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  #17  
Old 09-11-2017, 10:27 PM
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Quincy Lehr Quincy Lehr is offline
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As I said to at least one academic administrator over the years, "Is there really anything hard to grasp about 'stealing is wrong'?"
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  #18  
Old 09-12-2017, 05:06 AM
Andrew Szilvasy Andrew Szilvasy is offline
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Intertextuality only works when the interwoven material is readily recognizable. Otherwise, it needs something to mark it off.

These examples are just straight theft.
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  #19  
Old 09-12-2017, 07:09 AM
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Douglas G. Brown Douglas G. Brown is offline
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Well, at least Mr. Nunn realized that eskers and glaciers weren't things that an Australian poet should be writing about.
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  #20  
Old 09-12-2017, 03:22 PM
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AZ Foreman AZ Foreman is offline
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Cao Cao, the Chinese near-Emperor, wrote a great poem, one stanza of which was nothing but a rearranged passage from a history. Which made people like the poem more, not less. But then, Classical Chinese poets were required to plagiarize.

Pre-Islamic Arabic poets often quote entire hemistichs verbatim from someone else. Persian poets often rearrange someone else's passage to insert it in their work, and it is not always intended as overt quotation.

Even Russian poets of the 18th and 19th centuries made relatively free use of others' material adapted to suit their needs. Particularly if the material being lifted was in another language and thus could be rebranded in plagiary translation. But even a few of Pushkin's best poems are basically conglomerative half-palimpsests of other (much more obscure) Russian poets. 19th century Russians also evidently felt not a whit of embarrassment that even the imperial Russian anthem "God Save the Tsar" was lightly adapted from the British anthem.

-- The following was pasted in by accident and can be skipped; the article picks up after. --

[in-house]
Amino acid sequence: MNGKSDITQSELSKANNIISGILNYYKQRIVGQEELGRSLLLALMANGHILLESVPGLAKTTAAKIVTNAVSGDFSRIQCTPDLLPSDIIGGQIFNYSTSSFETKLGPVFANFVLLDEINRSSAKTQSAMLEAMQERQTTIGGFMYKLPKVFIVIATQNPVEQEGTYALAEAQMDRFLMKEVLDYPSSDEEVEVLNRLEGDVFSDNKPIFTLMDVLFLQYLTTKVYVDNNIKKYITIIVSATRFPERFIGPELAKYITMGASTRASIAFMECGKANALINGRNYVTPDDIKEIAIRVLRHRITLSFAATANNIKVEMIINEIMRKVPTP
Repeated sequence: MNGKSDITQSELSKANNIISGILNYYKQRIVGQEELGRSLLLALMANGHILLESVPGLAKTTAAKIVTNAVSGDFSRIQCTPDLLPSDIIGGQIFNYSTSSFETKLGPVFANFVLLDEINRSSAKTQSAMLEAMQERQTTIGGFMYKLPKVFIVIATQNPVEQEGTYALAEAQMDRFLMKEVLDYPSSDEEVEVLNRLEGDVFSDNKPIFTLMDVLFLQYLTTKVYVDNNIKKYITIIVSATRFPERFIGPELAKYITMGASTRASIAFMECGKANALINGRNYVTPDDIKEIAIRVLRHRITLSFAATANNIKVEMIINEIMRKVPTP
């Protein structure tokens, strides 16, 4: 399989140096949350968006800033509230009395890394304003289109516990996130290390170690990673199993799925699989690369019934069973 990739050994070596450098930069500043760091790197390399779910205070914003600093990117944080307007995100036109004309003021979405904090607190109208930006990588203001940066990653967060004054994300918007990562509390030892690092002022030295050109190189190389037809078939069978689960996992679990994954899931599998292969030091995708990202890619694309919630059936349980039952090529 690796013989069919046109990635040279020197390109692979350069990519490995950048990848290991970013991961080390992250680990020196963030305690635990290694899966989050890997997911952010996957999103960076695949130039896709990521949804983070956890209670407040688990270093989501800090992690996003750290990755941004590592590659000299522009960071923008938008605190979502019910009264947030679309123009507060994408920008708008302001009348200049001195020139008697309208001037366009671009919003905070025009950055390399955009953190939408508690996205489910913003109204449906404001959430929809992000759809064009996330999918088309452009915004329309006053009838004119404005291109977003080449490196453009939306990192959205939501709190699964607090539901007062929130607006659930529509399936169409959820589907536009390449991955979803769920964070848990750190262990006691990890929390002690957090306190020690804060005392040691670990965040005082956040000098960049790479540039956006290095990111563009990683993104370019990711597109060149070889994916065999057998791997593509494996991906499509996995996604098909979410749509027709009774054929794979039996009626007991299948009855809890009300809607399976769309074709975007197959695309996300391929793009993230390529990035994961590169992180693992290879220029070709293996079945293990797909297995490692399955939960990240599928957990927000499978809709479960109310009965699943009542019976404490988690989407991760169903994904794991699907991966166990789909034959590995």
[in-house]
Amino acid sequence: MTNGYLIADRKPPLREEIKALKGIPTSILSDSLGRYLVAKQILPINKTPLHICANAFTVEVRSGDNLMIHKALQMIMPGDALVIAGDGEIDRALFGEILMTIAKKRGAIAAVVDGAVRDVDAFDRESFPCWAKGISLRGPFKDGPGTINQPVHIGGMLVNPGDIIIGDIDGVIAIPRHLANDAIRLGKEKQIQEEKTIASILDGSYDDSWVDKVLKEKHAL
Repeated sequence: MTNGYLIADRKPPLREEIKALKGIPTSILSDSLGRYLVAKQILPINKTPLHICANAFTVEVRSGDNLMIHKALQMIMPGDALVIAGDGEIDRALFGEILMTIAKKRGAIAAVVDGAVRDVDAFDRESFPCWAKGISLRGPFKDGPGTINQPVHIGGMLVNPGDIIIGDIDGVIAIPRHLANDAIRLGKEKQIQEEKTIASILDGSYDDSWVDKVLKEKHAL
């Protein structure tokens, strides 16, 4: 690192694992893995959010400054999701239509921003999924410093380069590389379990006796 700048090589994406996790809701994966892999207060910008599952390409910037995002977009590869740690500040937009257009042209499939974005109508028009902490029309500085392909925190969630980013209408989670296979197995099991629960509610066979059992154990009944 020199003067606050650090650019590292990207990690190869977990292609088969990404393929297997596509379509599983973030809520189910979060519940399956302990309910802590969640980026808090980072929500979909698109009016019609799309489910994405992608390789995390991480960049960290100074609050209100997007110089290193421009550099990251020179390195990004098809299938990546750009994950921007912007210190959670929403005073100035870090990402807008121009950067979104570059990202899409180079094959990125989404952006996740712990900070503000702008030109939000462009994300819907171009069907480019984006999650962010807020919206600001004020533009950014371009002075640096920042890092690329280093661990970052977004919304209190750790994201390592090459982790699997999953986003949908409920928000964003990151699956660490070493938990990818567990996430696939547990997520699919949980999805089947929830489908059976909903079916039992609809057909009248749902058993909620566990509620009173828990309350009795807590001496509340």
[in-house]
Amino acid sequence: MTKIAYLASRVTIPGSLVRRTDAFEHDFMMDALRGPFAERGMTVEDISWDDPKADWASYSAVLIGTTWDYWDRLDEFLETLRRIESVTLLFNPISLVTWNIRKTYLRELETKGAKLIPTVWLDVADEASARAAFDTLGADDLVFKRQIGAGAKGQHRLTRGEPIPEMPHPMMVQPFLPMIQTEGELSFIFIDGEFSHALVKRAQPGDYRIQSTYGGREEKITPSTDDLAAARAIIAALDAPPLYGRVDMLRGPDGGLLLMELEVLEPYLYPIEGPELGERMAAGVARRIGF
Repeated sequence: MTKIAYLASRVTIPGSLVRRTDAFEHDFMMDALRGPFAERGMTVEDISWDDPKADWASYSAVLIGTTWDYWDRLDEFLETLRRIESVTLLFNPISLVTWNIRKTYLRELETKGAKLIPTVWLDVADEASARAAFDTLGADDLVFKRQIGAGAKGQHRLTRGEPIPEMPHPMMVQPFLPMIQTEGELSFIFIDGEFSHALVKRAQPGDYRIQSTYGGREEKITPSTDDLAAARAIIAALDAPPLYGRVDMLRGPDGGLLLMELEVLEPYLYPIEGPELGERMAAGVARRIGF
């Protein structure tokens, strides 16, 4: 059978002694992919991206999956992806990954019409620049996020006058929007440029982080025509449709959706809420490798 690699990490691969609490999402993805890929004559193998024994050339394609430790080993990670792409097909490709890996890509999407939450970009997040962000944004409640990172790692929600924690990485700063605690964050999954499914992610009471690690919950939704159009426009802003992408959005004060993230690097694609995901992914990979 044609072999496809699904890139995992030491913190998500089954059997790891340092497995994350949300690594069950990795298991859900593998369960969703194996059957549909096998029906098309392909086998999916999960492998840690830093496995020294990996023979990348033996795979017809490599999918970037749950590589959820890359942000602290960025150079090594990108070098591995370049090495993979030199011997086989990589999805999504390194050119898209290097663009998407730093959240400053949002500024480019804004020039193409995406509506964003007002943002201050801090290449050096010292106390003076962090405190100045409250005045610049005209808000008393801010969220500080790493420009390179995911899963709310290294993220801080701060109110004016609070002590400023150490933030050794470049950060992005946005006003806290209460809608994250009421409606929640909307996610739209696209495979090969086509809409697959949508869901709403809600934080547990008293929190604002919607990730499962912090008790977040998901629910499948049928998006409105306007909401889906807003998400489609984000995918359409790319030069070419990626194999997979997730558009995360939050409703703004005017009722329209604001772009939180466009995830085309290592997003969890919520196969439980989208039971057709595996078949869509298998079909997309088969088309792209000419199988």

Since Romanticism, and especially since western thinking about literature began to be infected by Romanticism, which is to say since we have come to value literary creation to the extent that it is what we call "original", the idea of literary plagiarism has gotten rather weird.

One other lamentable effect of this Romantoxification is that we have not really known how to appreciate literature (be it Renaissance Latin, Medieval Arabic, Medieval Persian, French Neoclassicism, or Modern Classical Chinese Regulated Verse) created according to principles of creative imitation. Perhaps this accounts for some of the paradoxical modern dislike for literary translations of poetry that in various ways make the reader unsure of whether to admire the translator or the "original" poet or both. We are not equipped to handle or appreciate creativity when it takes the form of adaptation or appropriation of others' work.

Last edited by AZ Foreman; 09-12-2017 at 03:33 PM.